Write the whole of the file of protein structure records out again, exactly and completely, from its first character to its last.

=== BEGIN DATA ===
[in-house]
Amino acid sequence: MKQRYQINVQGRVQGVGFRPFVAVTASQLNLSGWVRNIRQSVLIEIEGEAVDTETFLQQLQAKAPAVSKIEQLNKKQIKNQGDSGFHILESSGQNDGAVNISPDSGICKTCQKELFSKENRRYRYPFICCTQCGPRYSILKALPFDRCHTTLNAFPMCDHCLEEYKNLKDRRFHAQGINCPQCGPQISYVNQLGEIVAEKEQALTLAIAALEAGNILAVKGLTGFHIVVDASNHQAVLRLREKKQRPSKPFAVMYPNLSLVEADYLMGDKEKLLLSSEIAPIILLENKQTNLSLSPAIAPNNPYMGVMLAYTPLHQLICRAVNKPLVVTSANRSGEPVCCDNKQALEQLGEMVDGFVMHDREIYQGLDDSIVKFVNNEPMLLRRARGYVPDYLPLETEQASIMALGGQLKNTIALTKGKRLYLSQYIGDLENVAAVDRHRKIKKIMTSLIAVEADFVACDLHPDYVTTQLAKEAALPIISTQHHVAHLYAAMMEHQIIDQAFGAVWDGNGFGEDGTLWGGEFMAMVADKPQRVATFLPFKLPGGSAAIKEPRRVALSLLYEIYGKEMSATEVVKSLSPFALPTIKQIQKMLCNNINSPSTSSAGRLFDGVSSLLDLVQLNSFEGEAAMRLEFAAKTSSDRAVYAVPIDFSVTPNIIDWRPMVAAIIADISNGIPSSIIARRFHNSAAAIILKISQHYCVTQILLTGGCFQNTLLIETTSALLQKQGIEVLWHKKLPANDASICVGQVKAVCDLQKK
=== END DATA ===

[in-house]
Amino acid sequence: MKQRYQINVQGRVQGVGFRPFVAVTASQLNLSGWVRNIRQSVLIEIEGEAVDTETFLQQLQAKAPAVSKIEQLNKKQIKNQGDSGFHILESSGQNDGAVNISPDSGICKTCQKELFSKENRRYRYPFICCTQCGPRYSILKALPFDRCHTTLNAFPMCDHCLEEYKNLKDRRFHAQGINCPQCGPQISYVNQLGEIVAEKEQALTLAIAALEAGNILAVKGLTGFHIVVDASNHQAVLRLREKKQRPSKPFAVMYPNLSLVEADYLMGDKEKLLLSSEIAPIILLENKQTNLSLSPAIAPNNPYMGVMLAYTPLHQLICRAVNKPLVVTSANRSGEPVCCDNKQALEQLGEMVDGFVMHDREIYQGLDDSIVKFVNNEPMLLRRARGYVPDYLPLETEQASIMALGGQLKNTIALTKGKRLYLSQYIGDLENVAAVDRHRKIKKIMTSLIAVEADFVACDLHPDYVTTQLAKEAALPIISTQHHVAHLYAAMMEHQIIDQAFGAVWDGNGFGEDGTLWGGEFMAMVADKPQRVATFLPFKLPGGSAAIKEPRRVALSLLYEIYGKEMSATEVVKSLSPFALPTIKQIQKMLCNNINSPSTSSAGRLFDGVSSLLDLVQLNSFEGEAAMRLEFAAKTSSDRAVYAVPIDFSVTPNIIDWRPMVAAIIADISNGIPSSIIARRFHNSAAAIILKISQHYCVTQILLTGGCFQNTLLIETTSALLQKQGIEVLWHKKLPANDASICVGQVKAVCDLQKK